__________________
www.MVTanglewood.com
tanglewood is offline   Reply With Quote
Old 28-11-2022, 20:22   #4
Registered User

Join Date: Sep 2019
Location: Lifeaboard
Boat: FP Lavezzi 40
Posts: 1,415
Re: Charging 24V Lithium via a 12V to 24V buck converter from a 12V alternator/starte

Quote:
Originally Posted by rgleason View Post
Why not convert your alternator to 24v? It would be more efficient charging.

several reasons:

1) One 24V alternator would be 500Euro by 2 engines=1000Euro plus I have a 12V spare, means another 500Euro=1500Euro...and then I have 3x 12V ones i have no use for...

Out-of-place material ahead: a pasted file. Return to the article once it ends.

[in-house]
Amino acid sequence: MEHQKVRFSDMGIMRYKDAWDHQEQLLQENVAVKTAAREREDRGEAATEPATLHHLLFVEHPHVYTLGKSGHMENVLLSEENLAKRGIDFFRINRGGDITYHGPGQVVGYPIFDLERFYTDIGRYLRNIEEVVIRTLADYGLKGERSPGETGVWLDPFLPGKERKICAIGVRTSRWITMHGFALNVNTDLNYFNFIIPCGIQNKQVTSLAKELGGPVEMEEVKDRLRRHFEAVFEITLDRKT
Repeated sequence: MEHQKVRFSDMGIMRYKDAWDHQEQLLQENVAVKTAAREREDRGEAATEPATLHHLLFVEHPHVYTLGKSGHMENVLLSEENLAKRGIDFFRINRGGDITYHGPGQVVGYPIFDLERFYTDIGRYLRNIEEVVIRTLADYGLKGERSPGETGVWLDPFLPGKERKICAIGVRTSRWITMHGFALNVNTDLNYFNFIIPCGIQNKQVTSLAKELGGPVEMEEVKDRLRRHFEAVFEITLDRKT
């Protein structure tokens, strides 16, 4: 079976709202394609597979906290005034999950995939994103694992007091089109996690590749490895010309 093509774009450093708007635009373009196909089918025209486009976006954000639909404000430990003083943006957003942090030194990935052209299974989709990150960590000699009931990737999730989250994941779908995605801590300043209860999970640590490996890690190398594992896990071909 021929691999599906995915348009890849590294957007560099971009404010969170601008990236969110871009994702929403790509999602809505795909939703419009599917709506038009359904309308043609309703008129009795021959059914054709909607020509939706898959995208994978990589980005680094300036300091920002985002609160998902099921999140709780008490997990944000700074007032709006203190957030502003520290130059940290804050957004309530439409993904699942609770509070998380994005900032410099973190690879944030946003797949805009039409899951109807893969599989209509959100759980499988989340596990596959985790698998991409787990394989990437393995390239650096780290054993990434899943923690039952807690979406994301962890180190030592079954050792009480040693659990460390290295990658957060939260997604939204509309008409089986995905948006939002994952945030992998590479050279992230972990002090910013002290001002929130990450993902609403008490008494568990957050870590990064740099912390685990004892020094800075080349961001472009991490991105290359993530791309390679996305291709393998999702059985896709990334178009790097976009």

2) 2xstarter is new and 12V too, anchor whinch 12V motor new too (i bought cat like this)

3) Main charge source is solar which i can just switch to 24V, alternator just have to work and not fry...well in the cheapest way savely deliver max stock can do to not waste energy. I am overpowered, so always have the 5hp extra.
CaptainRivet is offline   Reply With Quote
Old 28-11-2022, 20:32   #5
Registered User

Join Date: Sep 2019
Location: Lifeaboard
Boat: FP Lavezzi 40
Posts: 1,415
Re: Charging 24V Lithium via a 12V to 24V buck converter from a 12V alternator/starte

Quote:
Originally Posted by tanglewood View Post